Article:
French voters go to the polls on Sunday (May 6th) to elect a new president. They face a stark choice between a conservative, former Interior Minister Nicolas Sarkozy, and the Socialist Party's candidate, Segolene Royal, who is bidding to become the country's first female president. France's sluggish economy and the plight of the country's inner cities have dominated the campaign. Simon Marks reports from Paris.
If the opinion polls are correct, Nicolas Sarkozy is on the verge of becoming the next president of France. As the candidate of the ruling conservative party, the UMP, he has exuded confidence at well-attended rallies in the closing stages of the campaign.
And after being accused by his opponents of being too right-wing, too hasty, too temperamental and even too dangerous to govern the country, Sarkozy has told voters that he has been humbled by his experience on the campaign trail.
"I want to be the candidate of the people, and not that of the media, or the bureaucrats, or of this or that special interest,” he said. “I want to be the candidate of the people because over the last few months I have seen how the people live, how they feel, and what they're suffering."
In the closing days of the election, Sarkozy has presented a softer image of himself to voters than they have seen before.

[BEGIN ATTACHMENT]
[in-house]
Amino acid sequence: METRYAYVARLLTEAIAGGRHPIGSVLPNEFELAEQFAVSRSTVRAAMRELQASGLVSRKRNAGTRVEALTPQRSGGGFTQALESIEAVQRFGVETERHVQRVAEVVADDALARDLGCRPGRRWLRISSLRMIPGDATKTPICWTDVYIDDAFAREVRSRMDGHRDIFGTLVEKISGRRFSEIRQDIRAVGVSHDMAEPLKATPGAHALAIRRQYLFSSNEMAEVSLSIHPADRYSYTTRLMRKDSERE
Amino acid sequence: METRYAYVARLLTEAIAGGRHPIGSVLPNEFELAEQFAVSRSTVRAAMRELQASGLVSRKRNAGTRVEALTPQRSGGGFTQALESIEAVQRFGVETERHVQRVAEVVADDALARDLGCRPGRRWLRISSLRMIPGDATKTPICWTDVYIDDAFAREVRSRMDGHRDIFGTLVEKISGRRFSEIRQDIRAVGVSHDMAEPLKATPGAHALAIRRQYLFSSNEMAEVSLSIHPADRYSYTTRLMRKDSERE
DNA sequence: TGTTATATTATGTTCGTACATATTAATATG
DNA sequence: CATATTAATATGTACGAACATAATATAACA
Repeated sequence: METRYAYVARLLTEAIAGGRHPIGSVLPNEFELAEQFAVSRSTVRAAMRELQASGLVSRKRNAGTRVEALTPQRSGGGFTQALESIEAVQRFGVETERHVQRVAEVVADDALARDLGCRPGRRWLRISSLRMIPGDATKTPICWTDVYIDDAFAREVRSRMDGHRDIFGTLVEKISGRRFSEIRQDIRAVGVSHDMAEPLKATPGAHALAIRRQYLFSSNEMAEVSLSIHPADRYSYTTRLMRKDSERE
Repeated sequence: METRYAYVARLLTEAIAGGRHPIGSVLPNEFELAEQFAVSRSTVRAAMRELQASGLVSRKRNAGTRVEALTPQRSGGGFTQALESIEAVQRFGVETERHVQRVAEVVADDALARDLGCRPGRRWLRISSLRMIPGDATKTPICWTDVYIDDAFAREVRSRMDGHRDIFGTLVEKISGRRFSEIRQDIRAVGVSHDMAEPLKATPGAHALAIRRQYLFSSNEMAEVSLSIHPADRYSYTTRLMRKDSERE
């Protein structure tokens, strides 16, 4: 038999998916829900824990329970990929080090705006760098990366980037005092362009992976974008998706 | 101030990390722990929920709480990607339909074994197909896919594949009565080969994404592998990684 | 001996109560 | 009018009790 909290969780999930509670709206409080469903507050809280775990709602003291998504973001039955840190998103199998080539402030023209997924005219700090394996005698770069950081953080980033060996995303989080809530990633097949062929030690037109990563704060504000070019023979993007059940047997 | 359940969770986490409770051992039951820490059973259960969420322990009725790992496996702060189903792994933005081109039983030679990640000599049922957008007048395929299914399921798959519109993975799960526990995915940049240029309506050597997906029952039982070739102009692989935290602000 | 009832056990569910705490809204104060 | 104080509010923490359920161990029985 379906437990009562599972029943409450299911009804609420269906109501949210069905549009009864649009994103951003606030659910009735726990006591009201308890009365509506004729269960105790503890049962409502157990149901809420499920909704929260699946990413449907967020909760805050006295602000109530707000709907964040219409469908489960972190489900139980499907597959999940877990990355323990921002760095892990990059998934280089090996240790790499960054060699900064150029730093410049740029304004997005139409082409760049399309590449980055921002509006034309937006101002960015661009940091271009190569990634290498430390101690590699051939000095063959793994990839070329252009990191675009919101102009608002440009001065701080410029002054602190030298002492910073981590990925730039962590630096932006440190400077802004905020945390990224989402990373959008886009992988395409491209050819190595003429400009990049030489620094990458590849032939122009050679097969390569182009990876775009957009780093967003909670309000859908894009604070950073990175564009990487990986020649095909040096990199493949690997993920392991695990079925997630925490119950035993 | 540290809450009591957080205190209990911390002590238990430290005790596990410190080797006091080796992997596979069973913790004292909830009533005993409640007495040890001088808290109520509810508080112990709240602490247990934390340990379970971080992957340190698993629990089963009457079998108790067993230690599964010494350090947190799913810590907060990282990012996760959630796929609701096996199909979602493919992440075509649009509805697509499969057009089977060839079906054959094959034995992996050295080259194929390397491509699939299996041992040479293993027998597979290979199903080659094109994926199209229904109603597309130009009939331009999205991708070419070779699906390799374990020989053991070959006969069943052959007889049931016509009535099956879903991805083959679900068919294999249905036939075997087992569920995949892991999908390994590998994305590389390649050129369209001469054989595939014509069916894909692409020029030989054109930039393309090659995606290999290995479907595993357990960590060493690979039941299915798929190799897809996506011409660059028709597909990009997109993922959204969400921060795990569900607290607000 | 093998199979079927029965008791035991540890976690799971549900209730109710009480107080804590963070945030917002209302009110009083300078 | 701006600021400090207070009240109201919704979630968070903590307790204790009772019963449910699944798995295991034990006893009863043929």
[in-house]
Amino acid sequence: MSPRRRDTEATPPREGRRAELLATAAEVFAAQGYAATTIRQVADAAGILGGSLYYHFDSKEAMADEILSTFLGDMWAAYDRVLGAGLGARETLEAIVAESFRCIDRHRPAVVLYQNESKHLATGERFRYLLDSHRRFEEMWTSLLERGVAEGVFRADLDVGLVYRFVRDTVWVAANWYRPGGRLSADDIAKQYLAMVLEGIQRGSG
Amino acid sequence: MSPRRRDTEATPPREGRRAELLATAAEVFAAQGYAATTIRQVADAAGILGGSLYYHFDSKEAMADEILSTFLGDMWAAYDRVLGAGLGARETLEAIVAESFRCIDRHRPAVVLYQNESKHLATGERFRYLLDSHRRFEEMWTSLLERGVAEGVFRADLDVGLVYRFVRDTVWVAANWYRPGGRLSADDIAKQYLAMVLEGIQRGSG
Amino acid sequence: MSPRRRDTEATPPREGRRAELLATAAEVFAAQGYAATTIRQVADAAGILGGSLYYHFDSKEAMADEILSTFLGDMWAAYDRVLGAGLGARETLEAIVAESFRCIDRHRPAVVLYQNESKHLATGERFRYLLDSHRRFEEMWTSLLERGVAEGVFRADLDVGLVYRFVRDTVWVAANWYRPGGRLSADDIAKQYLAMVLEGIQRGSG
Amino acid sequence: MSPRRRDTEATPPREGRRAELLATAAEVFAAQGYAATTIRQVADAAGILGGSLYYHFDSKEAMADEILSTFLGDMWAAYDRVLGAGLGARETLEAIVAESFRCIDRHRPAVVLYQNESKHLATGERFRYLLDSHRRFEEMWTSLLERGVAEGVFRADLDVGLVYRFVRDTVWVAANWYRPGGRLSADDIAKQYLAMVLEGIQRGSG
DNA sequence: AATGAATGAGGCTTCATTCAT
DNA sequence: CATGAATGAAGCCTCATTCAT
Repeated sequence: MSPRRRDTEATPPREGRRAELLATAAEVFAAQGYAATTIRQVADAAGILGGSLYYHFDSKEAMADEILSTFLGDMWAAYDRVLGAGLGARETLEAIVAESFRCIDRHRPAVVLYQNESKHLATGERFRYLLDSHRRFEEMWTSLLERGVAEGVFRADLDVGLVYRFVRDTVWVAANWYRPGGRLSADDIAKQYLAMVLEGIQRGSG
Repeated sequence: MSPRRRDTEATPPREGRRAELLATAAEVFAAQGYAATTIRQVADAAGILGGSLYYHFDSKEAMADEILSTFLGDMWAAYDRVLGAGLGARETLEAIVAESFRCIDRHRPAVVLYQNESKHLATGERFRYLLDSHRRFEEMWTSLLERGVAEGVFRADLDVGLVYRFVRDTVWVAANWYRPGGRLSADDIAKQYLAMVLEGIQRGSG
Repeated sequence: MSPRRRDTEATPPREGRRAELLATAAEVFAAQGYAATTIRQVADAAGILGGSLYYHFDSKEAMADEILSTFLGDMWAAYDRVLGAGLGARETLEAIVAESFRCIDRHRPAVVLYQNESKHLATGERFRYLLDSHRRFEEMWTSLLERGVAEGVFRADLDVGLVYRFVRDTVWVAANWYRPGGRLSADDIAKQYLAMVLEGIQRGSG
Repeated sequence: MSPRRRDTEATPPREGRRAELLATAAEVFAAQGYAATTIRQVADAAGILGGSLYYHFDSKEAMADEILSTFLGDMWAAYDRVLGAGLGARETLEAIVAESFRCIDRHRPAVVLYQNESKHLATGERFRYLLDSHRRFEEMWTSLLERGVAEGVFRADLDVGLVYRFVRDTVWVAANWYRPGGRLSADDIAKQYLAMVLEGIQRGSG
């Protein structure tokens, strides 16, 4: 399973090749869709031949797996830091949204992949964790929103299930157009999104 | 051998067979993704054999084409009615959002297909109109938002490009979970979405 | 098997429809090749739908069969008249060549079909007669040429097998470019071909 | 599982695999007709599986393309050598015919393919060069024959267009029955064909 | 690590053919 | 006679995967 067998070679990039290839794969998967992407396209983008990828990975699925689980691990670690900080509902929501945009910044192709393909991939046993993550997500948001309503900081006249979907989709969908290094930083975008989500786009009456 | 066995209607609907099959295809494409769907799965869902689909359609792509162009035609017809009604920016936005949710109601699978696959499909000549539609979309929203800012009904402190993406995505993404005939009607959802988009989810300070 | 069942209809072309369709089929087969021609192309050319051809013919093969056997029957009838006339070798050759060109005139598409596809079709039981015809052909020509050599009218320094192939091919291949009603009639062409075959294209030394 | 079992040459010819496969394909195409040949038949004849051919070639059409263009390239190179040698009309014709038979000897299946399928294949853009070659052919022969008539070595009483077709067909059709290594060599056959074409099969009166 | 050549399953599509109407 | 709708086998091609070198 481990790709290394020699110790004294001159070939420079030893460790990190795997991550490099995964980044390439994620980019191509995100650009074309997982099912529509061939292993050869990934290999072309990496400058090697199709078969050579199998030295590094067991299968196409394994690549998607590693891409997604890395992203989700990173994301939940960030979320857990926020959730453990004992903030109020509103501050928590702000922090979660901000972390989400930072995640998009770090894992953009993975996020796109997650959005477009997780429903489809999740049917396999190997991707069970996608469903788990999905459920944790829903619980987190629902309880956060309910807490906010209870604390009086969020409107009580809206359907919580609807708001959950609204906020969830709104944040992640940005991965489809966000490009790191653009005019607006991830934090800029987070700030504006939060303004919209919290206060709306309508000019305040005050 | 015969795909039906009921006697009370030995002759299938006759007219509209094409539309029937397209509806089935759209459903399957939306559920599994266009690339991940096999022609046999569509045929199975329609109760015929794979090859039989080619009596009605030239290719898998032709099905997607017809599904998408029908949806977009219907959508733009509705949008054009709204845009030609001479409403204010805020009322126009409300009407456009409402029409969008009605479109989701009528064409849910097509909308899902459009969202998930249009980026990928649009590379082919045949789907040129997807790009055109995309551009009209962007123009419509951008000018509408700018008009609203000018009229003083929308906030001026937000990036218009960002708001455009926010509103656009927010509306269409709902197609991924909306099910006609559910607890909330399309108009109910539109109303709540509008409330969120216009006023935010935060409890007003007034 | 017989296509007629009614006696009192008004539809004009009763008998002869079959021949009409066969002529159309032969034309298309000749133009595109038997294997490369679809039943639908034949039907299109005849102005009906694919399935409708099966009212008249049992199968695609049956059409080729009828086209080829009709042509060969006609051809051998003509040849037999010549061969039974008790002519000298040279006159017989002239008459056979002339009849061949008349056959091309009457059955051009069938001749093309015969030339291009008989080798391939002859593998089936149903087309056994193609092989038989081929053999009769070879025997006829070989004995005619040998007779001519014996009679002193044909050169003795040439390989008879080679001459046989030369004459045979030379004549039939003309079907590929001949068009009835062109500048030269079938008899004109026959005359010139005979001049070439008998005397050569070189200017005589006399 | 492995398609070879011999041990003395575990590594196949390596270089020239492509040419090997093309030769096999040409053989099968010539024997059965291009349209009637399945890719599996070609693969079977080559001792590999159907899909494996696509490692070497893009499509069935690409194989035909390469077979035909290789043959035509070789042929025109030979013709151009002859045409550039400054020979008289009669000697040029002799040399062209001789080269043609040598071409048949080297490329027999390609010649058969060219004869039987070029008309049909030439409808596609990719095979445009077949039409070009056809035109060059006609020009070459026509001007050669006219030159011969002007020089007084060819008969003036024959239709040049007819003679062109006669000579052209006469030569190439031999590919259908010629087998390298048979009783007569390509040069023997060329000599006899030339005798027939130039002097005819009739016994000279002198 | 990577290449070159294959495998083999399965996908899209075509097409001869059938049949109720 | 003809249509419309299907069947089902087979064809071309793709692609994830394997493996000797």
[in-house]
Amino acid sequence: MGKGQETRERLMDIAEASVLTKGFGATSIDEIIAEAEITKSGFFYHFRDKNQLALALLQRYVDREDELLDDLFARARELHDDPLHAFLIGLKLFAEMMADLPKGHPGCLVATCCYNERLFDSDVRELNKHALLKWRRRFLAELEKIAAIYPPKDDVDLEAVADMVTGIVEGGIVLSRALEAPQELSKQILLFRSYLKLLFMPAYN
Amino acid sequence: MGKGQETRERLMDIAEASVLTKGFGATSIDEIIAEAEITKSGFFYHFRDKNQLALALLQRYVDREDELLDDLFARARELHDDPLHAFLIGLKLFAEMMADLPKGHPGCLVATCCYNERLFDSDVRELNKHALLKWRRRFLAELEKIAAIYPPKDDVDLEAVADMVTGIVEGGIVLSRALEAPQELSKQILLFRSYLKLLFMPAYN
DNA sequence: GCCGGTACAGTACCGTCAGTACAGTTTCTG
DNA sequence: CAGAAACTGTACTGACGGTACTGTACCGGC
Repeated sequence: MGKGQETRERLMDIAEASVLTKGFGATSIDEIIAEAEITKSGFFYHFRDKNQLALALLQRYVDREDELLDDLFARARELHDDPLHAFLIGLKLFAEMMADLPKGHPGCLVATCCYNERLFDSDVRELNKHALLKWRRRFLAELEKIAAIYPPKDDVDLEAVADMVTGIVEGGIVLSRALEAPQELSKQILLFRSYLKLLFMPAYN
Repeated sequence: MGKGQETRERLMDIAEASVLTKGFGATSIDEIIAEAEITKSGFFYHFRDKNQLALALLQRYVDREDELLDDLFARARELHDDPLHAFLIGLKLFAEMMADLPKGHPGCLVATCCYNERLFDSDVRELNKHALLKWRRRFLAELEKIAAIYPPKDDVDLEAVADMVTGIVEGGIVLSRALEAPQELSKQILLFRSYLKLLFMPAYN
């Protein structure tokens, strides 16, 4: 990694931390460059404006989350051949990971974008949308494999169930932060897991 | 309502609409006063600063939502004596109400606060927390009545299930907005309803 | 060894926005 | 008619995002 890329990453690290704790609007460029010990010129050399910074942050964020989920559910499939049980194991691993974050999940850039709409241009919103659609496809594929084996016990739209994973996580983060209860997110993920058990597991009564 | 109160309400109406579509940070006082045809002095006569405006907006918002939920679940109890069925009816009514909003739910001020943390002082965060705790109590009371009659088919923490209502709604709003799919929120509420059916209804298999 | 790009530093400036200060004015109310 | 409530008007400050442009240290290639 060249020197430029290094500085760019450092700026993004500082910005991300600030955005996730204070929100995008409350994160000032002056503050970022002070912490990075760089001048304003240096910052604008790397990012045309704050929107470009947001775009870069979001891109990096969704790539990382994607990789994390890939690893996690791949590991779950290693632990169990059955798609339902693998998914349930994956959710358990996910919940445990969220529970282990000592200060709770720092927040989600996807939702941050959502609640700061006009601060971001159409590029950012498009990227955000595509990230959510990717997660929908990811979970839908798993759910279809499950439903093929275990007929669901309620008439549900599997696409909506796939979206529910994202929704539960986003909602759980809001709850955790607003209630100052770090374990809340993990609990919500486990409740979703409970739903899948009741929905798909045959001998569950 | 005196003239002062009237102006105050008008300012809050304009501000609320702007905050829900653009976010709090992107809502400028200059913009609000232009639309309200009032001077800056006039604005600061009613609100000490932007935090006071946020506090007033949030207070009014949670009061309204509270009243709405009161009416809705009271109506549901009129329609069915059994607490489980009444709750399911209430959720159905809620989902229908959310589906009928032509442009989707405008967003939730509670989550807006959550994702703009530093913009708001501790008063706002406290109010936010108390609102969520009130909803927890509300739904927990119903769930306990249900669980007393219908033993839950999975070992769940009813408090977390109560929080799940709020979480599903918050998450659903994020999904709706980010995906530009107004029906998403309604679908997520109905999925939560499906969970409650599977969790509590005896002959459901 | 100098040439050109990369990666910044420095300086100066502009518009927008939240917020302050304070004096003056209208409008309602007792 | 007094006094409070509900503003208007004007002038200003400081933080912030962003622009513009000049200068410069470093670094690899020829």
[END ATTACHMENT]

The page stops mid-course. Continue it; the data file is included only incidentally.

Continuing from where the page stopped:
Two years ago, he was France's interior minister when 10 days of rioting broke out in several cities across the country. French people of immigrant descent protested their living conditions and their lack of opportunities, and the government declared a state of emergency to bring the riots under control.
Today, the suburbs are quiet. But their residents have not forgotten that Sarkozy once described the protesters as "scum".
Mac-West Hot is a French citizen whose parents were born in Cameroon. "He's just never done anything and I think he's a manipulator who is just looking for power. I think it's all just personal ambition"
So, many inner city voters are expected to turn out in favor of Segolene Royal, the Socialist
Party's candidate. Sarkozy has branded her a 1960s-style leftist radical. In her quest to become
France's first female president, she portrays herself differently. "In the France that I dream of, there is a place for everyone. No one will be excluded," she said.
Royal's message has focused on the economy. She is pledging to increase the minimum wage, raise the state pension and modernize France while looking after people along the way. The Sarkozy campaign promises to bring about full employment in France by helping people pull themselves out of poverty -- no mean task in a country where the unemployment rate has not dipped below eight percent for 25 years.
Christine Ockrent is one of France's leading political commentators, and she will be anchoring election night coverage on French television.
"The French want to think that they are really craving for change, but at the same time they fear change. Just like anybody else. And this is a country where people – it's very strange – people are quite satisfied with their own lives, but they're terribly pessimistic about the future," she said.
Both candidates are competing for the crucial centrist votes that could swing the election. And both are vowing to change France, and better position it to play a leading role in a globalized world. But only one of them will get the chance to do so, after the votes are counted here on Sunday night.